Review: Reasonable Doubt is honest, difficult — and must be seen
The play about race relations in Saskatchewan presents the audience with an inescapable look in the mirror of who we are as a society.
A current of tension buzzed through the theatre on the opening night of Reasonable Doubt, punctuated and elevated by shouts and gasps from the audience.
It was to be expected, in a way — the topic of Colten Boushie’s death and the Gerald Stanley trial is not one to be presented lightly — but the energy in the room on Friday did not abate until the final applause when the audience practically jumped from their seats to clap, as if seeking a quick release from what had been building all night.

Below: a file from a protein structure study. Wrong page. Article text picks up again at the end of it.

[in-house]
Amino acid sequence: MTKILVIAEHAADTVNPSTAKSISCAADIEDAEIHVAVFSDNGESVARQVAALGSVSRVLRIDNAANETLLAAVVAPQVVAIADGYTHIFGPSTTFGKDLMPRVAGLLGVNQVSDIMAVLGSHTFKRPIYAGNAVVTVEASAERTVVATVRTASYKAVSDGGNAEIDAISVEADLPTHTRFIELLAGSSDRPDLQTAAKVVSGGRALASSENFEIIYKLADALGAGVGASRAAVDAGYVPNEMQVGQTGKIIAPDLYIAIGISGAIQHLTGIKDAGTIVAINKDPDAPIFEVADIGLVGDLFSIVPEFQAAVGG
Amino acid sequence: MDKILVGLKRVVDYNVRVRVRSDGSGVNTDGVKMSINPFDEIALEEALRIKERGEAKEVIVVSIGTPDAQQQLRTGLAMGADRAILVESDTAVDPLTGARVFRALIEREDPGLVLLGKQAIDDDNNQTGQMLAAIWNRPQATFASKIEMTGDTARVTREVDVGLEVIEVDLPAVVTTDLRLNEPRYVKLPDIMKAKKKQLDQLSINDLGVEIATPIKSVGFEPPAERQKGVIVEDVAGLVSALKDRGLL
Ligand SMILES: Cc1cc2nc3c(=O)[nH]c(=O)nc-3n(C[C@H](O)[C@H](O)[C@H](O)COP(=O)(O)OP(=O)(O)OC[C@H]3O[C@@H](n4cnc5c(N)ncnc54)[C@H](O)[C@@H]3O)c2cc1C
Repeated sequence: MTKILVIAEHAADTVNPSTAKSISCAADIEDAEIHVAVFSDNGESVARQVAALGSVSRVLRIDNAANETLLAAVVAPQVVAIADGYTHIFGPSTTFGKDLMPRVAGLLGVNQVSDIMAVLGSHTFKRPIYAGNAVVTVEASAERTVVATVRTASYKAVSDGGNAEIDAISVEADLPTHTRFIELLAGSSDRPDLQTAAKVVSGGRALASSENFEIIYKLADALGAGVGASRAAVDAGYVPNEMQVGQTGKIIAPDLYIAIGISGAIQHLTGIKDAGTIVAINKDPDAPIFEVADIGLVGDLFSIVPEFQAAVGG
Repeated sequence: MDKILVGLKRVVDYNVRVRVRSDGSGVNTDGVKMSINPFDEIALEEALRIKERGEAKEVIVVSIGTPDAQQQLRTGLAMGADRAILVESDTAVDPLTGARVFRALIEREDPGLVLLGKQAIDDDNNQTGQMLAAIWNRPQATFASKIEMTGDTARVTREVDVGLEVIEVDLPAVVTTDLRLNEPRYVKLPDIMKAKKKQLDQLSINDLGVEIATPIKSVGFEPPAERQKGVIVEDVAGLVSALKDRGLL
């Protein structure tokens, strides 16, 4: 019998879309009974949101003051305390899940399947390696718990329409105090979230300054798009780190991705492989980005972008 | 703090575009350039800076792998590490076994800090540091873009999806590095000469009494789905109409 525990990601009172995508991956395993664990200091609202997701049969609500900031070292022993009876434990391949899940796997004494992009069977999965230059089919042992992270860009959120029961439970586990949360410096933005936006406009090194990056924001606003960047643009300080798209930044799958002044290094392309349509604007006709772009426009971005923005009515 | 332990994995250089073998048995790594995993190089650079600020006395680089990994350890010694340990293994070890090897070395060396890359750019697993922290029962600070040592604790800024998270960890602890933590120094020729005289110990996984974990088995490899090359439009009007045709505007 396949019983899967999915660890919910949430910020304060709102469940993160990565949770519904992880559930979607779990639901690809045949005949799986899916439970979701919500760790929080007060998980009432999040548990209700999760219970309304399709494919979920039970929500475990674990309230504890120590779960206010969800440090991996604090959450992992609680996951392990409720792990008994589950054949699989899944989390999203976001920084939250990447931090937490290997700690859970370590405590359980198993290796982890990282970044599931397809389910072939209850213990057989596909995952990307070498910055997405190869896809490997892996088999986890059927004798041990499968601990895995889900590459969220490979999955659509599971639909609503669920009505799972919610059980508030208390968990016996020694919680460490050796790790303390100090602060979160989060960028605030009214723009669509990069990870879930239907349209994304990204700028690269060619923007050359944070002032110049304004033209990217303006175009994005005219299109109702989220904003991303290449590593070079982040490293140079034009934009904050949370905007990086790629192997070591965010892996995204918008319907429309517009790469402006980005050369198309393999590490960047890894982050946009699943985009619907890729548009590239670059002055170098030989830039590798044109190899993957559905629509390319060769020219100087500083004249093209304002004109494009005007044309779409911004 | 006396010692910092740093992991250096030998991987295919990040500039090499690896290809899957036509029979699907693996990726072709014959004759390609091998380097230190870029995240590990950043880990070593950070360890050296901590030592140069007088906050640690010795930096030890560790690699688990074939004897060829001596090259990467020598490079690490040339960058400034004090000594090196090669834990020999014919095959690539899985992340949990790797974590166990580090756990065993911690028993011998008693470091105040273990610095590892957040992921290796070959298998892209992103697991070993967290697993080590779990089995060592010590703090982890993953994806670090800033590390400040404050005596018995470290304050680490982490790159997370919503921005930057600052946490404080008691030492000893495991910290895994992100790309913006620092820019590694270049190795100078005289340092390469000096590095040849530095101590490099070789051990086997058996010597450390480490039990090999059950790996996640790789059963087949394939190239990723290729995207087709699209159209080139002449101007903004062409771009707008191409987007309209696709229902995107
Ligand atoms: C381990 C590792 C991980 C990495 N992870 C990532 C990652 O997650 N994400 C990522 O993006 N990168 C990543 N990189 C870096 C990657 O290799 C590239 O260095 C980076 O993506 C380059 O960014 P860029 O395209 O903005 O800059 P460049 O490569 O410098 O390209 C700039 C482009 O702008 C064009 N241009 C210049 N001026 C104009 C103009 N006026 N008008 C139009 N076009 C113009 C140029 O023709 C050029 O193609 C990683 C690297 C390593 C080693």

Reasonable Doubt is a piece of verbatim theatre with music created by Joel Bernbaum, Yvette Nolan, and Lancelot Knight. The show began as a piece about Indigenous race relations in Saskatchewan before switching to focus on the Gerald Stanley trial and acquittal as a driving force.